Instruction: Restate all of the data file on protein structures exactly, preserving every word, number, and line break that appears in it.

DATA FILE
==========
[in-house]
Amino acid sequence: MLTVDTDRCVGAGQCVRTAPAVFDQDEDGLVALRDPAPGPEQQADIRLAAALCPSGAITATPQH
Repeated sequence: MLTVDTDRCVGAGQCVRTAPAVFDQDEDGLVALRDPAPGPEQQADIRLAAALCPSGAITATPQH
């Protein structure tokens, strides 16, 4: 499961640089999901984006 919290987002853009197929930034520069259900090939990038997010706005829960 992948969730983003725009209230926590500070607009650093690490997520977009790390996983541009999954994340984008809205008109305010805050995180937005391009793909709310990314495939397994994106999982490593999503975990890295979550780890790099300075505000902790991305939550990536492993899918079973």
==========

[in-house]
Amino acid sequence: MLTVDTDRCVGAGQCVRTAPAVFDQDEDGLVALRDPAPGPEQQADIRLAAALCPSGAITATPQH
Repeated sequence: MLTVDTDRCVGAGQCVRTAPAVFDQDEDGLVALRDPAPGPEQQADIRLAAALCPSGAITATPQH
């Protein structure tokens, strides 16, 4: 499961640089999901984006 919290987002853009197929930034520069259900090939990038997010706005829960 992948969730983003725009209230926590500070607009650093690490997520977009790390996983541009999954994340984008809205008109305010805050995180937005391009793909709310990314495939397994994106999982490593999503975990890295979550780890790099300075505000902790991305939550990536492993899918079973």